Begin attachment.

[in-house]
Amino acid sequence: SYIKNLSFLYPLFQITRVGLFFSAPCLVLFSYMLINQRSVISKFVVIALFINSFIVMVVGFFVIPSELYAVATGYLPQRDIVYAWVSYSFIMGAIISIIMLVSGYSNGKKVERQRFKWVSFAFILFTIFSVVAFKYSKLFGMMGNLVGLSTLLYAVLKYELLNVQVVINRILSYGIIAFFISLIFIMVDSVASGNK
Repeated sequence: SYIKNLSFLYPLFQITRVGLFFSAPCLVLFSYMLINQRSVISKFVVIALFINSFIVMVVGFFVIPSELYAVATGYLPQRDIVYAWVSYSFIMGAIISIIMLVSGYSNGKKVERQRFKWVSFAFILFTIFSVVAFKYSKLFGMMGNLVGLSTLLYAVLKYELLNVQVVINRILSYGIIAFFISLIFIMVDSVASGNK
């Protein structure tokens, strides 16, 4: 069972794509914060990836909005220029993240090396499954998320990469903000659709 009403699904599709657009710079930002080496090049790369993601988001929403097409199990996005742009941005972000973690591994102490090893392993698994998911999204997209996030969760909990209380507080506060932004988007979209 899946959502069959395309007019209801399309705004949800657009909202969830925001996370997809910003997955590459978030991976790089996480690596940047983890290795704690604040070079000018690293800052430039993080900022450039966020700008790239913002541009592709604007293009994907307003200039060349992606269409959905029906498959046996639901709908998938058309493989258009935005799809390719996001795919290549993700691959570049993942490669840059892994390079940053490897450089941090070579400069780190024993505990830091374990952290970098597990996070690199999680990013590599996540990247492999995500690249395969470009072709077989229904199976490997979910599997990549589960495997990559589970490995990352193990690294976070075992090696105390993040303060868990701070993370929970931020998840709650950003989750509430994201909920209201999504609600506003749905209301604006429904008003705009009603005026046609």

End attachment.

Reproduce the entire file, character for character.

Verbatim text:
[in-house]
Amino acid sequence: SYIKNLSFLYPLFQITRVGLFFSAPCLVLFSYMLINQRSVISKFVVIALFINSFIVMVVGFFVIPSELYAVATGYLPQRDIVYAWVSYSFIMGAIISIIMLVSGYSNGKKVERQRFKWVSFAFILFTIFSVVAFKYSKLFGMMGNLVGLSTLLYAVLKYELLNVQVVINRILSYGIIAFFISLIFIMVDSVASGNK
Repeated sequence: SYIKNLSFLYPLFQITRVGLFFSAPCLVLFSYMLINQRSVISKFVVIALFINSFIVMVVGFFVIPSELYAVATGYLPQRDIVYAWVSYSFIMGAIISIIMLVSGYSNGKKVERQRFKWVSFAFILFTIFSVVAFKYSKLFGMMGNLVGLSTLLYAVLKYELLNVQVVINRILSYGIIAFFISLIFIMVDSVASGNK
């Protein structure tokens, strides 16, 4: 069972794509914060990836909005220029993240090396499954998320990469903000659709 009403699904599709657009710079930002080496090049790369993601988001929403097409199990996005742009941005972000973690591994102490090893392993698994998911999204997209996030969760909990209380507080506060932004988007979209 899946959502069959395309007019209801399309705004949800657009909202969830925001996370997809910003997955590459978030991976790089996480690596940047983890290795704690604040070079000018690293800052430039993080900022450039966020700008790239913002541009592709604007293009994907307003200039060349992606269409959905029906498959046996639901709908998938058309493989258009935005799809390719996001795919290549993700691959570049993942490669840059892994390079940053490897450089941090070579400069780190024993505990830091374990952290970098597990996070690199999680990013590599996540990247492999995500690249395969470009072709077989229904199976490997979910599997990549589960495997990559589970490995990352193990690294976070075992090696105390993040303060868990701070993370929970931020998840709650950003989750509430994201909920209201999504609600506003749905209301604006429904008003705009009603005026046609």